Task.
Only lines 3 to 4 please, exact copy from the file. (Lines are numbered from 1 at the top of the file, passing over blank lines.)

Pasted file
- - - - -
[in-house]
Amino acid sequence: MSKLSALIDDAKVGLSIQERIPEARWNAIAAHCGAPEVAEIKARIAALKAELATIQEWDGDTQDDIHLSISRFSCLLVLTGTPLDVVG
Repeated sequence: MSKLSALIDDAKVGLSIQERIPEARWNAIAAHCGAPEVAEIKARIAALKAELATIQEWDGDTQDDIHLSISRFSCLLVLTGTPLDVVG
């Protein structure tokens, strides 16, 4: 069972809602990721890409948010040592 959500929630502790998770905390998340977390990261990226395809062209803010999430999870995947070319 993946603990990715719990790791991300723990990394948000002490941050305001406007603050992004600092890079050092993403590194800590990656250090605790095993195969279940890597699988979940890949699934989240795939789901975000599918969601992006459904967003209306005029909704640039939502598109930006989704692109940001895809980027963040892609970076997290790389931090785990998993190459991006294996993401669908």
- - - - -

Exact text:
Repeated sequence: MSKLSALIDDAKVGLSIQERIPEARWNAIAAHCGAPEVAEIKARIAALKAELATIQEWDGDTQDDIHLSISRFSCLLVLTGTPLDVVG
């Protein structure tokens, strides 16, 4: 069972809602990721890409948010040592 959500929630502790998770905390998340977390990261990226395809062209803010999430999870995947070319 993946603990990715719990790791991300723990990394948000002490941050305001406007603050992004600092890079050092993403590194800590990656250090605790095993195969279940890597699988979940890949699934989240795939789901975000599918969601992006459904967003209306005029909704640039939502598109930006989704692109940001895809980027963040892609970076997290790389931090785990998993190459991006294996993401669908």